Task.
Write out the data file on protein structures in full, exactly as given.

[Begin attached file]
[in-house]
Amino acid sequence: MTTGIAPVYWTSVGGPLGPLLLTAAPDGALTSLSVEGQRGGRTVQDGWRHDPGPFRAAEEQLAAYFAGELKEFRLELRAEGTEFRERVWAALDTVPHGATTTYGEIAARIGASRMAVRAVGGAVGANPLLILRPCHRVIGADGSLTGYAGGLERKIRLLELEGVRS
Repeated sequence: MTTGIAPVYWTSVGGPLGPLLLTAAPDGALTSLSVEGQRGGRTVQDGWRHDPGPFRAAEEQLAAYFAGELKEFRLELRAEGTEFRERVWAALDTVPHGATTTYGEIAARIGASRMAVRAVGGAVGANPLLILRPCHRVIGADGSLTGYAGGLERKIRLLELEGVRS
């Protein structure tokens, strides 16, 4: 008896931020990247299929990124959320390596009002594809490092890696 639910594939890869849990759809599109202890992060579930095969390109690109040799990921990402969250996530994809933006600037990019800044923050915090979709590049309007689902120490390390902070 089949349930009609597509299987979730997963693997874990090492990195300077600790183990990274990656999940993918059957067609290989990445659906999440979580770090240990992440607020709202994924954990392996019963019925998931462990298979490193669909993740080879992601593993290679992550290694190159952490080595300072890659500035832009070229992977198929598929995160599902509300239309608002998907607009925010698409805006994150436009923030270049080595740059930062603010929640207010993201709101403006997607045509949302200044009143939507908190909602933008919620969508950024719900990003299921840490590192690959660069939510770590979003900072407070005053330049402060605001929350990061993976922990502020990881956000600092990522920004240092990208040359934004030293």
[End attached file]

[in-house]
Amino acid sequence: MTTGIAPVYWTSVGGPLGPLLLTAAPDGALTSLSVEGQRGGRTVQDGWRHDPGPFRAAEEQLAAYFAGELKEFRLELRAEGTEFRERVWAALDTVPHGATTTYGEIAARIGASRMAVRAVGGAVGANPLLILRPCHRVIGADGSLTGYAGGLERKIRLLELEGVRS
Repeated sequence: MTTGIAPVYWTSVGGPLGPLLLTAAPDGALTSLSVEGQRGGRTVQDGWRHDPGPFRAAEEQLAAYFAGELKEFRLELRAEGTEFRERVWAALDTVPHGATTTYGEIAARIGASRMAVRAVGGAVGANPLLILRPCHRVIGADGSLTGYAGGLERKIRLLELEGVRS
């Protein structure tokens, strides 16, 4: 008896931020990247299929990124959320390596009002594809490092890696 639910594939890869849990759809599109202890992060579930095969390109690109040799990921990402969250996530994809933006600037990019800044923050915090979709590049309007689902120490390390902070 089949349930009609597509299987979730997963693997874990090492990195300077600790183990990274990656999940993918059957067609290989990445659906999440979580770090240990992440607020709202994924954990392996019963019925998931462990298979490193669909993740080879992601593993290679992550290694190159952490080595300072890659500035832009070229992977198929598929995160599902509300239309608002998907607009925010698409805006994150436009923030270049080595740059930062603010929640207010993201709101403006997607045509949302200044009143939507908190909602933008919620969508950024719900990003299921840490590192690959660069939510770590979003900072407070005053330049402060605001929350990061993976922990502020990881956000600092990522920004240092990208040359934004030293």